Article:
Volume 85 Issue 5 | p. 47 | Awards
Issue Date: January 29, 2007

ACS Award for Achievement in Research for the Teaching & Learning of Chemistry

Department: ACS News
Herron
Credit: Courtesy Of J. Dudley Herron
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Herron
Credit: Courtesy Of J. Dudley Herron

Sponsored by Prentice-Hall Publishers

James Dudley Herron was never satisfied with just teaching chemistry. As his colleagues see him, Herron was the driving force behind the evolution of a generation of individuals who focus their attention on research pertaining to the teaching and learning of chemistry.

Today, Herron, 70, is emeritus professor of science education at Morehead State University in Morehead, Ky. Because of his efforts, many now credit him with making the fields of cognitive and educational psychology credible and available to the chemical education community.

Those who know him call him a teacher of teachers as well as a teacher of young people. His articles in the Journal of Chemical Education have inspired hundreds of college chemistry teachers to reexamine their teaching in light of how students appear to learn. As a high school teacher in the 1960s, Herron asked "Why do students find chemistry difficult?" and "What can we do to make chemistry sensible to them?"

Herron's answers to those questions led to the publication of what, many years later, colleagues think are two of the most influential papers ever published in the journal: "Piaget for Chemists: What 'Good' Students Can't Understand" (J. Chem. Educ. 1975, 52, 146) and "Piaget in the Classroom: Guidelines for Application" (J. Chem. Educ. 1978, 55, 165).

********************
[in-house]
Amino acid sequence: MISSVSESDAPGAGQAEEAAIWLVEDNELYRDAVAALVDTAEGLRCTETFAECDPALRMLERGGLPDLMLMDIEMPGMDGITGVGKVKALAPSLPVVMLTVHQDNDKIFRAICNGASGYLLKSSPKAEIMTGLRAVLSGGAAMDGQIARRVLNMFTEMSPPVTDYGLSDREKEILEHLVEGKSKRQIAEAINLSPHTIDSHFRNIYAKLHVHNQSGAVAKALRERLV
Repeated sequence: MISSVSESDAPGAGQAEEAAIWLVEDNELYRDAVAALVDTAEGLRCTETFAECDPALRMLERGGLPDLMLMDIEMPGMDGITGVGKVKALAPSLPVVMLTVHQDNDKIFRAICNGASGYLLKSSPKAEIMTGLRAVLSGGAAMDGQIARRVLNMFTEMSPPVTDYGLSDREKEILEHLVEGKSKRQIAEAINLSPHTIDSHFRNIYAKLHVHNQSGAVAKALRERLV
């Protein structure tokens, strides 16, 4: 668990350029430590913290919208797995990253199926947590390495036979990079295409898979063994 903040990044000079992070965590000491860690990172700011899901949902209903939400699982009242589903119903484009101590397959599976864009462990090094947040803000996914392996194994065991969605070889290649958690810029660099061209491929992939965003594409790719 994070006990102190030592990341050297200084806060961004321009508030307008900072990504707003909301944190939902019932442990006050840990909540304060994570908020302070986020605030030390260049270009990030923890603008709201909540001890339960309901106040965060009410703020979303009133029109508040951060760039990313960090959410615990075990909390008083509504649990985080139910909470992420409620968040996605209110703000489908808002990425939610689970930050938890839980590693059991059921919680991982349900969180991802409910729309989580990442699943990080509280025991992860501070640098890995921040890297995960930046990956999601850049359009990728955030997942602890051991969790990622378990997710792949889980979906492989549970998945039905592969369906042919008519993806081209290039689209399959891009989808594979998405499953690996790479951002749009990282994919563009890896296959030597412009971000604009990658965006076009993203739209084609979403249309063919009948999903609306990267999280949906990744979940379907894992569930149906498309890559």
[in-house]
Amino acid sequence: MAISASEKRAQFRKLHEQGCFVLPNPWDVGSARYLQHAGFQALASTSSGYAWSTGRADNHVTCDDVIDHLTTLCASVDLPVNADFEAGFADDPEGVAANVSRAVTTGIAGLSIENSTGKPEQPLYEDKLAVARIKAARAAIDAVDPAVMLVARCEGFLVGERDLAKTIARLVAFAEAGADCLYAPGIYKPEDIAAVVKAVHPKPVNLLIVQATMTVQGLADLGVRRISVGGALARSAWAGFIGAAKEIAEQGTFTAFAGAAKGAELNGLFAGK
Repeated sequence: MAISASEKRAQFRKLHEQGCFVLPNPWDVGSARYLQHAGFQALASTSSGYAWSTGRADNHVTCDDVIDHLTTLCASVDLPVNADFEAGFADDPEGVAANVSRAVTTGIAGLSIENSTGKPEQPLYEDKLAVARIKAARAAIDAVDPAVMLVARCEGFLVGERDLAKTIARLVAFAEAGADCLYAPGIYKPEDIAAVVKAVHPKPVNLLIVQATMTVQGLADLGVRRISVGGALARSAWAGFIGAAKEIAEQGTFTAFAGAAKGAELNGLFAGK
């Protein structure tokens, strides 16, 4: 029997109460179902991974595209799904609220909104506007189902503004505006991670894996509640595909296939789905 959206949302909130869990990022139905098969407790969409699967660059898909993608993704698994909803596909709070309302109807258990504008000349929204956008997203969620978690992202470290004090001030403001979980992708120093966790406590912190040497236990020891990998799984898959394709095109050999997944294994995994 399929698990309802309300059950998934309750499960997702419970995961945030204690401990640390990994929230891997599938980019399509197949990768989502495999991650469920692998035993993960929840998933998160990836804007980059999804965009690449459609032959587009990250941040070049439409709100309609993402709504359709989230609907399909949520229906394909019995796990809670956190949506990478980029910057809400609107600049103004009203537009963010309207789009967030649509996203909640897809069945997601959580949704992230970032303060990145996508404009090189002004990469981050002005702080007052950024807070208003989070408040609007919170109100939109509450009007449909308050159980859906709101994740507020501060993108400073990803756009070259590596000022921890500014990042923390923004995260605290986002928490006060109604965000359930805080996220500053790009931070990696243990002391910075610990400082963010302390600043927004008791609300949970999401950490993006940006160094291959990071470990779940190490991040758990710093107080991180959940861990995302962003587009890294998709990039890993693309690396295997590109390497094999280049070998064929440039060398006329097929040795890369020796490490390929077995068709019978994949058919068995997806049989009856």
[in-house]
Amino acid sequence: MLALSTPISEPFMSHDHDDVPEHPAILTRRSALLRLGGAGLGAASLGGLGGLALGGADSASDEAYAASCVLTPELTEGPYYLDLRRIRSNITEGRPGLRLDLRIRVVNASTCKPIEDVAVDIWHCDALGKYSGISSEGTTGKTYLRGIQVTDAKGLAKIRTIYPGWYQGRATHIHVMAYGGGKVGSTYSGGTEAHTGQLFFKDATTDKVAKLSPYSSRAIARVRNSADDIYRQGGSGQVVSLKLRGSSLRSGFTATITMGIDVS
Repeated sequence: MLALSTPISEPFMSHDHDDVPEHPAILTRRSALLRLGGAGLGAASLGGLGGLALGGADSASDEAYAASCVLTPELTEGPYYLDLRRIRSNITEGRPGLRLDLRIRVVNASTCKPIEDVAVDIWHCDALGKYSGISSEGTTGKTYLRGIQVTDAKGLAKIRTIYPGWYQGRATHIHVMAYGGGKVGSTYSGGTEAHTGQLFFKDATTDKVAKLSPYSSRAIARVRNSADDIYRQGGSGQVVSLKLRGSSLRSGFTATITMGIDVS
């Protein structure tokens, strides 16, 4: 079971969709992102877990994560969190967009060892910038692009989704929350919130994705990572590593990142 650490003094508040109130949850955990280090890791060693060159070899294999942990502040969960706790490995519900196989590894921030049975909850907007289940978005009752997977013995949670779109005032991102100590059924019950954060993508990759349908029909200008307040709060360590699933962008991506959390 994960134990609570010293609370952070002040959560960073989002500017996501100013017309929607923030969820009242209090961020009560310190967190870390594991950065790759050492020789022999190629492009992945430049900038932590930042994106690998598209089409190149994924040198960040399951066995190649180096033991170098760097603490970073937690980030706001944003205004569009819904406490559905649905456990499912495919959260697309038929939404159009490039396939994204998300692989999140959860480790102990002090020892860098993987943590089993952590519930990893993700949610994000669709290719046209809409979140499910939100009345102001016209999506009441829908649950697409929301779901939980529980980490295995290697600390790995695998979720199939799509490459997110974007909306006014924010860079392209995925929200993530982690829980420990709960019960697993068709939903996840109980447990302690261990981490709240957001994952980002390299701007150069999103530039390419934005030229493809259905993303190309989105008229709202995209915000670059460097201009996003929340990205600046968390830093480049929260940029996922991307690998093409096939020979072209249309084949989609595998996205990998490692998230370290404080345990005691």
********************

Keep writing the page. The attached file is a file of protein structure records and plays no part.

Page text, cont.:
He was the driving force in 1981 behind the establishment of the Division of Chemical Education at Purdue University. That division now has four faculty members and about 35 graduate students working toward M.S. or Ph.D. degrees in chemical education. At the first symposium on research in chemical education, given at the ACS national meeting in St. Louis in 1984, all but three of the papers presented were given by students of Herron's or individuals who had come under his tutelage.

Herron earned an A.B. in education from the University of Kentucky in 1958. He went on to receive an M.S. in science education from the University of North Carolina, Chapel Hill, in 1960 and a Ph.D. in science education from Florida State University, Tallahassee, in 1965. He also taught high school chemistry and physics and served as an education supervisor between 1958 and 1962 for Woodford County Schools, in Kentucky.

He started out as an assistant professor at Purdue University in 1965 and became an associate professor there in 1970 and a professor in 1977. He left Purdue to chair the department of physical sciences at Morehead State University between 1994 and 1996. During those hectic academic years, he took on a number of additional duties serving, for instance, as director of the National Science Foundation Summer Institute in Chemistry at Purdue from 1967 to 1974 and head of the department of curriculum and instruction at Purdue from 1989 to 1991.

Herron's awards include the 1971 Kappa Delta Pi Outstanding Teacher Award at Purdue and the Catalyst Award from the American Chemistry Council in 1983. In 1985, the Association for the Education of Teachers of Science deemed him an Outstanding Science Educator.

He was an ACS member until his retirement in 1996 and chaired the Division of Chemical Education Task Force on Chemical Education Research between 1991 and 1993.

The award address will be presented before the Division of Chemical Education.

 
Chemical & Engineering News
ISSN 0009-2347
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